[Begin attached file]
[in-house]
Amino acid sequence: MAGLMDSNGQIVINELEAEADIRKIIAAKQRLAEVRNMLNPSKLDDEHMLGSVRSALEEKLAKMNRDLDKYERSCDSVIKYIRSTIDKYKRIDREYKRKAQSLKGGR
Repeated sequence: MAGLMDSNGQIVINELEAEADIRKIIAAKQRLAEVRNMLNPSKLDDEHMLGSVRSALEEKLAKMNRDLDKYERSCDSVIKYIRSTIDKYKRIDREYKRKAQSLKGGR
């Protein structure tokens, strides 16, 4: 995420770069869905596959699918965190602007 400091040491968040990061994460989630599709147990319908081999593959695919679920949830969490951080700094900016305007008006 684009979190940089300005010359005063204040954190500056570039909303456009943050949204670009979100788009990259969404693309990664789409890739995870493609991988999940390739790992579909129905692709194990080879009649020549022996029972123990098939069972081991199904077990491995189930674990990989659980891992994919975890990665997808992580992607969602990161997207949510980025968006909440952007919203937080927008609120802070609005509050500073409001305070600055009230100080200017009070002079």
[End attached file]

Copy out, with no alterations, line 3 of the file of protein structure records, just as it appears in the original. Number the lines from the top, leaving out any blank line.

Repeated sequence: MAGLMDSNGQIVINELEAEADIRKIIAAKQRLAEVRNMLNPSKLDDEHMLGSVRSALEEKLAKMNRDLDKYERSCDSVIKYIRSTIDKYKRIDREYKRKAQSLKGGR